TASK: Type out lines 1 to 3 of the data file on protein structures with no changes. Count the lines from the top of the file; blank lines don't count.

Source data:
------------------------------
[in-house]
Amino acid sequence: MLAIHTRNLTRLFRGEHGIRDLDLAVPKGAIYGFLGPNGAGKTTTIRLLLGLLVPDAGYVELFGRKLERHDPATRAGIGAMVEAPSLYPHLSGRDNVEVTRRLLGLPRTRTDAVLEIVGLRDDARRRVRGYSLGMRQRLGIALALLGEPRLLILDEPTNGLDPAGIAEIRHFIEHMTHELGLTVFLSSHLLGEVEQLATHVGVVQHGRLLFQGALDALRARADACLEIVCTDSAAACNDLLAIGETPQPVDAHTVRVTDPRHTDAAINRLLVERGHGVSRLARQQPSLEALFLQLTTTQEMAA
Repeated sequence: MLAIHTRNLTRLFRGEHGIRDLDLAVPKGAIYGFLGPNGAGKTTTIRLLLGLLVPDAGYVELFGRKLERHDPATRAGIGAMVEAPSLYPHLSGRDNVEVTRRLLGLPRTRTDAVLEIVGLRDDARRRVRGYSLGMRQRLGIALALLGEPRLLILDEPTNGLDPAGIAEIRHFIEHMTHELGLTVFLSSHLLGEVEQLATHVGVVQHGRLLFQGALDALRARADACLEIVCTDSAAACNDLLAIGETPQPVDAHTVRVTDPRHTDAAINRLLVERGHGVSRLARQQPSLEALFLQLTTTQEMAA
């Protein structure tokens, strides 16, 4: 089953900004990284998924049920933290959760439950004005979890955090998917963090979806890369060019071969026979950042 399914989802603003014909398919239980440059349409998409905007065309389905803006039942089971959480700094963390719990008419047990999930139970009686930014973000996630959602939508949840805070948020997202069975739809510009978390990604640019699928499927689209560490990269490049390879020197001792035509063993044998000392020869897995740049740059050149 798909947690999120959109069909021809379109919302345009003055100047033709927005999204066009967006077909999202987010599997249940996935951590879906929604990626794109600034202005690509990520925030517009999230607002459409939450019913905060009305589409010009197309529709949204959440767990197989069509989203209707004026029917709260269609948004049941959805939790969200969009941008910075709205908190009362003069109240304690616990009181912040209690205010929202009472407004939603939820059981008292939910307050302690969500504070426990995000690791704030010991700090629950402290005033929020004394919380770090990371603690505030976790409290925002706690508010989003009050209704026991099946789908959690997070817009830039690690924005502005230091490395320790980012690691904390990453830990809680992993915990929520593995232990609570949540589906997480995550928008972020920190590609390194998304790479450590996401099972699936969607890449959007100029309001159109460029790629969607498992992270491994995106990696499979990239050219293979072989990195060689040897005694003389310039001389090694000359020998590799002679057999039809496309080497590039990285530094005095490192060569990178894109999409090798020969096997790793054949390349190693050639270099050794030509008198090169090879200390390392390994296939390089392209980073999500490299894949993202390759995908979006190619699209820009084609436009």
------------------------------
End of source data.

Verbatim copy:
[in-house]
Amino acid sequence: MLAIHTRNLTRLFRGEHGIRDLDLAVPKGAIYGFLGPNGAGKTTTIRLLLGLLVPDAGYVELFGRKLERHDPATRAGIGAMVEAPSLYPHLSGRDNVEVTRRLLGLPRTRTDAVLEIVGLRDDARRRVRGYSLGMRQRLGIALALLGEPRLLILDEPTNGLDPAGIAEIRHFIEHMTHELGLTVFLSSHLLGEVEQLATHVGVVQHGRLLFQGALDALRARADACLEIVCTDSAAACNDLLAIGETPQPVDAHTVRVTDPRHTDAAINRLLVERGHGVSRLARQQPSLEALFLQLTTTQEMAA
Repeated sequence: MLAIHTRNLTRLFRGEHGIRDLDLAVPKGAIYGFLGPNGAGKTTTIRLLLGLLVPDAGYVELFGRKLERHDPATRAGIGAMVEAPSLYPHLSGRDNVEVTRRLLGLPRTRTDAVLEIVGLRDDARRRVRGYSLGMRQRLGIALALLGEPRLLILDEPTNGLDPAGIAEIRHFIEHMTHELGLTVFLSSHLLGEVEQLATHVGVVQHGRLLFQGALDALRARADACLEIVCTDSAAACNDLLAIGETPQPVDAHTVRVTDPRHTDAAINRLLVERGHGVSRLARQQPSLEALFLQLTTTQEMAA